Recently Canary has received several questions regarding max capacity of our Unlimited solution.  Particularly, exactly how many tags can be stored on a single server.  Although we have addressed this question before, we thought it would be a good time to provide a new test.

Most customers considering an Unlimited license would fit into one of two scenarios.  First, they have a facility with a large number of tags (more than 100,000) and users (more than 25), and do not want to worry about the future cost to add tags or users.    The Unlimited license is perfect for this use case. A second likely scenario would be a large network of facilities with a strong network infrastructure.  By taking advantage of Canary's unlicensed Logging Service, each remote site could have multiple loggers collecting data and migrating it to a centralized, unlimited server.  Users at each site would simple connect across the network and use tools like Axiom and the Excel Add-in remotely.  As long as the network connection from site to site was reliable, Canary would function well in this environment, especially with our Store and Forward technology which caches logged data in the event of a network outage.

To test these scenarios, we created a local server with one million tags.  The tags were logged in twenty separate 50,000 tag logging sessions.  Each log session featured unique tag resolution, ranging from one second data to five minute data.  The change rates were varied across the logging sessions as well to best represent real-world application.  As you can see from the trend chart below, the average number of tag values (TVQ) written per second over the past 7 day period has been between 40,000 and 44,000 (orange trend).  The blue trend represents the maximum number of TVQ per second in thirty minute increments.  Quite a few periods saw peaks over 300,000 TVQs per second being logged.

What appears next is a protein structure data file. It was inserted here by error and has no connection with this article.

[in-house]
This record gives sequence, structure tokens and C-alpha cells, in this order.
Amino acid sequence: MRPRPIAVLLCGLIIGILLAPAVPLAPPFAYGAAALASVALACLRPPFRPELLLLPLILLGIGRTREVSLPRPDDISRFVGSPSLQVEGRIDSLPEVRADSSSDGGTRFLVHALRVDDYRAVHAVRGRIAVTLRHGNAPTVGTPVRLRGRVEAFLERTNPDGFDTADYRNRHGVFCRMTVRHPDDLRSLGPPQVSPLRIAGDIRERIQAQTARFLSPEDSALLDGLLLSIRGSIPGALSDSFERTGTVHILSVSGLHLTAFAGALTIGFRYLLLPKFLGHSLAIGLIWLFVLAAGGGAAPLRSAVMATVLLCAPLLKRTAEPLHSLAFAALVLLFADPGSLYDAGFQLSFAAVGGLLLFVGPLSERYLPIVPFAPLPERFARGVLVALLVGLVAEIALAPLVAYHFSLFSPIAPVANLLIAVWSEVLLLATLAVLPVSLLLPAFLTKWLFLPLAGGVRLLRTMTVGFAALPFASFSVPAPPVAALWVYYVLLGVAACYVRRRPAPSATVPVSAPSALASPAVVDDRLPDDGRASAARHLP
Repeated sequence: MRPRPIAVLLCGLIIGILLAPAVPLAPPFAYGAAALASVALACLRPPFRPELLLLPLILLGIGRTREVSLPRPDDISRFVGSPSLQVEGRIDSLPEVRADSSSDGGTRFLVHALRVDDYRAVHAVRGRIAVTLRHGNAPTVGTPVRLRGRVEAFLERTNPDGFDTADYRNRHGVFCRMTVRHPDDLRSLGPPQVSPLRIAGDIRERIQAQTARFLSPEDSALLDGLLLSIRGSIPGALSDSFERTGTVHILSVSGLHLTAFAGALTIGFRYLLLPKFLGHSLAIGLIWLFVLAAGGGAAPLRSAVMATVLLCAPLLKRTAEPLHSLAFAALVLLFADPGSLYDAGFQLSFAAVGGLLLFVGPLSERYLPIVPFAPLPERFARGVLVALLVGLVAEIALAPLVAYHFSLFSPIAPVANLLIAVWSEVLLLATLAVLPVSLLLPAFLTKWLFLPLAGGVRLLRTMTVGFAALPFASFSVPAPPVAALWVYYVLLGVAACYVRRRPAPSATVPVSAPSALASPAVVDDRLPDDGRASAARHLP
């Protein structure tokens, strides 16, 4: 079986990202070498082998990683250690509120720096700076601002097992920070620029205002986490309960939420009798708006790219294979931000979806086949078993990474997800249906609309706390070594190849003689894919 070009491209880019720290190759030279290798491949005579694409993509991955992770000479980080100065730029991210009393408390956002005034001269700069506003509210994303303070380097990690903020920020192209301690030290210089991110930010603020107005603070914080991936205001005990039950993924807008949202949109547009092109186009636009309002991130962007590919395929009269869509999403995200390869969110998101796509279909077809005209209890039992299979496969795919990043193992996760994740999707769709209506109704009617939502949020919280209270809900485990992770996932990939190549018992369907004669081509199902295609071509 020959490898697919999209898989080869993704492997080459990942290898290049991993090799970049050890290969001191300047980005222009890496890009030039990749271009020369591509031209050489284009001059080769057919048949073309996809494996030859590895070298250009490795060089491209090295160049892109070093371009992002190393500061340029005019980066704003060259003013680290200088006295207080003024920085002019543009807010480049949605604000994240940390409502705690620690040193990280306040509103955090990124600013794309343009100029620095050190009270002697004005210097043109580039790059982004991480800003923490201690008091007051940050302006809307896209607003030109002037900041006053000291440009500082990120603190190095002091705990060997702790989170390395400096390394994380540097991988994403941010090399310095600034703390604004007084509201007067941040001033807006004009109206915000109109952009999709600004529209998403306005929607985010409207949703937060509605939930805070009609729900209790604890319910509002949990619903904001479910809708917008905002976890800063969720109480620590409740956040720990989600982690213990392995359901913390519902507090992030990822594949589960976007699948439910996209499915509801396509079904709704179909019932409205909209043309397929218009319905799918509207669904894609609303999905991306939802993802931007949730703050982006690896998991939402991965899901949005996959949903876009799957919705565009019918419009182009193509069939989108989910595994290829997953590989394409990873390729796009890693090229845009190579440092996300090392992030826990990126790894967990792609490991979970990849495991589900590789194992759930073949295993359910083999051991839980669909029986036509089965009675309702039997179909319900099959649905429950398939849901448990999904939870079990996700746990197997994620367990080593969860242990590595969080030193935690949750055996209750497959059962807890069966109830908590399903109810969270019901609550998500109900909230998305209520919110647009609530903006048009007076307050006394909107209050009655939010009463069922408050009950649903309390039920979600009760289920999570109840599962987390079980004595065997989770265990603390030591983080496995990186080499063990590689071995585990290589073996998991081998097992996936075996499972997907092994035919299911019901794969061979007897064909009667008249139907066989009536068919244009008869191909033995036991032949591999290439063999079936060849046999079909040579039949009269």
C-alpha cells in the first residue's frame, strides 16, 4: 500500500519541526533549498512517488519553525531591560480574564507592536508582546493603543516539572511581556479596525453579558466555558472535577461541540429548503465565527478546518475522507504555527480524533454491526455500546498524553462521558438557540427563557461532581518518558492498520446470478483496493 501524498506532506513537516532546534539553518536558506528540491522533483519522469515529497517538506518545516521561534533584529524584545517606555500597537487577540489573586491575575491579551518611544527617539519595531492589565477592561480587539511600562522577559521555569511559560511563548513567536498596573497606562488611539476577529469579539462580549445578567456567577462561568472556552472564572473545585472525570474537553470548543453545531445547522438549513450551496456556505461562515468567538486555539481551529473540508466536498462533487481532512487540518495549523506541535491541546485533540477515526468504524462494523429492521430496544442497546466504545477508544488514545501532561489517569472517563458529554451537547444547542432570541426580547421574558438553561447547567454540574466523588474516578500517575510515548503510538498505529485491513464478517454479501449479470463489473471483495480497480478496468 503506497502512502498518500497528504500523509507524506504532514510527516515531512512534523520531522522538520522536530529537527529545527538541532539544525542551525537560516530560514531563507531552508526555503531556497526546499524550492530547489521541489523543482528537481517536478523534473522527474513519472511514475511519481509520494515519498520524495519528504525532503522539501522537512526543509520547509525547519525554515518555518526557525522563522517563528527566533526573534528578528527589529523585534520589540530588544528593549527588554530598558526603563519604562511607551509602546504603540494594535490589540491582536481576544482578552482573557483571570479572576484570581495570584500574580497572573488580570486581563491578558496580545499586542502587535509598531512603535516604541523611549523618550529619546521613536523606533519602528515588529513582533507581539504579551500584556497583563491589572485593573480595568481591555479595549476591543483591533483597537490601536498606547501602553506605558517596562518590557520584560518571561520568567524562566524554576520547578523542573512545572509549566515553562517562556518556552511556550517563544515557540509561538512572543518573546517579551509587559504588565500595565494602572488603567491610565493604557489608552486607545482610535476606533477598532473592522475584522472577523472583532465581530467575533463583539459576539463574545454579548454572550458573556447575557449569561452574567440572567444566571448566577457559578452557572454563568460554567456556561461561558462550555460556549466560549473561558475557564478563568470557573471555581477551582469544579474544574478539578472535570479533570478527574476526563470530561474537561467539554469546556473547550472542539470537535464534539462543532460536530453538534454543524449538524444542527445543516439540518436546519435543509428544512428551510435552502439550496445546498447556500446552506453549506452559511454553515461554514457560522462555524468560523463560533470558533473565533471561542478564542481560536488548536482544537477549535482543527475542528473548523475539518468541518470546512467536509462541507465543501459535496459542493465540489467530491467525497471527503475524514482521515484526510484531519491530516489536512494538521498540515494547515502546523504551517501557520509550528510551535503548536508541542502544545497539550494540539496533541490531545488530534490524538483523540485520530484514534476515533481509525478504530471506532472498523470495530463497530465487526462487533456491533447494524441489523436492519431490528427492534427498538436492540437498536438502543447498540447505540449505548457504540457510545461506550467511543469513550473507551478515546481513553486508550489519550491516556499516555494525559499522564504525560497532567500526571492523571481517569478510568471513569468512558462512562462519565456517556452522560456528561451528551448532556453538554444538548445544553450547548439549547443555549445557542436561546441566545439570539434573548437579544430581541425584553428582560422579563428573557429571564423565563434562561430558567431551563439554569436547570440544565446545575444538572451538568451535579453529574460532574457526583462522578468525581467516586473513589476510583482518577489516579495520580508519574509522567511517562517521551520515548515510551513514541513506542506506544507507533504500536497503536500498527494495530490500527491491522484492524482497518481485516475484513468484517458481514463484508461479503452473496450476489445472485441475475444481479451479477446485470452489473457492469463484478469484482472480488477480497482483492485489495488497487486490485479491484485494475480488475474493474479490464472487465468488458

The server has had no complications with handling this amount of data, nor was it expected to.  CPU system usage has been very light and other than a one-time peak of usage by the historian at 49.6%, the average CPU usage of the historian has been less than 3%.

Previously we have successfully tested much larger tag counts, however few if any customers have ever approached tens of millions of tags on a single server.  We feel very comfortable recommending one, two, or three million tags on a single server assuming a variation of tag resolution and change rate.